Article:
Our analysis of the best and worst credit card providers could help you make your decision.
Transferring your balance means moving all or part of a debt from one credit card to another. Most providers will allow you to do a balance transfer from another card for a one-off balance transfer fee so long as you have a big enough credit limit to cover it.
However, there are a range of 0% balance transfer credit cards that offer a better deal if you have some serious debt to shift. If accepted, you’d pay no interest on your balance for a set period so more of your payments go towards clearing your balance, although minimum payments are still required. Once your 0% period finishes, the interest rate will go up. Check if the final rate is competitive with other cards.
- If you want to switch providers, visit Which? Money Compare. The tables allow you to search hundreds of credit cards to help you find the most suitable deal.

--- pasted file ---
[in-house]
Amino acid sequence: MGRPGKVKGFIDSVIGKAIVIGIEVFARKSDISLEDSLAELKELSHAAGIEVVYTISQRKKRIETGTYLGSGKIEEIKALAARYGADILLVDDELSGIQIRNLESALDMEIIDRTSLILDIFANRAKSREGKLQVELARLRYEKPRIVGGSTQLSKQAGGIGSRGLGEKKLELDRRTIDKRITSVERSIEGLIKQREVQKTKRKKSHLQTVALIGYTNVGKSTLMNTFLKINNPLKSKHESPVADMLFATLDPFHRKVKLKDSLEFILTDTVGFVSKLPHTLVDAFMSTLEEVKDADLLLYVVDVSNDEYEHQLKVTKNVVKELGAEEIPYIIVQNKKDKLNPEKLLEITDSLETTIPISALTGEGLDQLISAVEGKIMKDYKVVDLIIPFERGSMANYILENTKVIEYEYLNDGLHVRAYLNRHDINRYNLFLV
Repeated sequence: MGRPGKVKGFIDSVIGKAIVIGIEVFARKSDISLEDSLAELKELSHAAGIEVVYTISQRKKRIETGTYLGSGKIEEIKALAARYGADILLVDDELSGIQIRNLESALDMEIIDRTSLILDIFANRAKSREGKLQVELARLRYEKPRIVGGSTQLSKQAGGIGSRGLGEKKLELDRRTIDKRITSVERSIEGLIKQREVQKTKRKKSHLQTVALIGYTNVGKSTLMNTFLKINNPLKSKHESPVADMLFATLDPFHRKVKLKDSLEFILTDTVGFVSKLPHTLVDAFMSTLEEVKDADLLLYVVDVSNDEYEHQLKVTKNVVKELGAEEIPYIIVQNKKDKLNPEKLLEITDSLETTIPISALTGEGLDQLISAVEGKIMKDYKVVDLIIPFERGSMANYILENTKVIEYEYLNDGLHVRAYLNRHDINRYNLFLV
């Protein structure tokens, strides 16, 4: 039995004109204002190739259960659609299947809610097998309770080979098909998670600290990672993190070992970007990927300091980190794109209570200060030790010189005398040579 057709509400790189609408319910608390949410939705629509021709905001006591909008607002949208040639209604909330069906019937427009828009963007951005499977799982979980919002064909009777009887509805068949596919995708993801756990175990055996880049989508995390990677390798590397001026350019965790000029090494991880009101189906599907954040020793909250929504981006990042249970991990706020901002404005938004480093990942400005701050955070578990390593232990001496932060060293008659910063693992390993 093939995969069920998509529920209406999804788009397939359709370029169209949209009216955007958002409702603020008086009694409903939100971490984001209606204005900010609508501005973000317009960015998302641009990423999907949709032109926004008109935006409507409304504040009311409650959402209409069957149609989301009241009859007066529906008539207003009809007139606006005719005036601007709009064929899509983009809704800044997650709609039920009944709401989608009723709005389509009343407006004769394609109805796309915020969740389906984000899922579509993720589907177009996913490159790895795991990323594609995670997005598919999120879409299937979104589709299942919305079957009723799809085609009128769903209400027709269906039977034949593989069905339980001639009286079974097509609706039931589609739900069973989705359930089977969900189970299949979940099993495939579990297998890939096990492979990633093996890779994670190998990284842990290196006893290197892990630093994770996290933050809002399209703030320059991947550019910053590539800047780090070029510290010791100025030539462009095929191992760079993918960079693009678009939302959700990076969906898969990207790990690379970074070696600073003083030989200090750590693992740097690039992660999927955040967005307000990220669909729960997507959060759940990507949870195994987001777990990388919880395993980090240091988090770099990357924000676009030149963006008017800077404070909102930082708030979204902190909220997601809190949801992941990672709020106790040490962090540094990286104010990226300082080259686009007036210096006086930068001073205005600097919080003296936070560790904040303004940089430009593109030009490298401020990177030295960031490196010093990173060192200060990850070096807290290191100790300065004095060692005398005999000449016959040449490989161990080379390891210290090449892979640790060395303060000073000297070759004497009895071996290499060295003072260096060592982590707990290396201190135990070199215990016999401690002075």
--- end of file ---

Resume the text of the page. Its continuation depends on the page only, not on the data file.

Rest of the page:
What other changes has Barclaycard made?
Barclaycard customers should be aware of other changes which have also come into effect.
Interest on cash transactions
If you pay your main balance in full – plus any instalment plan payments due that month – you’ll no longer pay interest on sterling cash transactions (for example, when you take cash out with your card in the UK). Otherwise, interest will continue to be charged from when the transaction is added to your account and will appear on your next statement.
Credit limit fees
Barclaycard will no longer charge a £12 over-credit-limit fee. You’ll also no longer lose any promotional rates if you go over your credit limit or miss a minimum payment. However, if you do go over your credit limit or miss a minimum payment, your credit records may be affected, meaning it may be harder or more expensive for you to borrow in the future.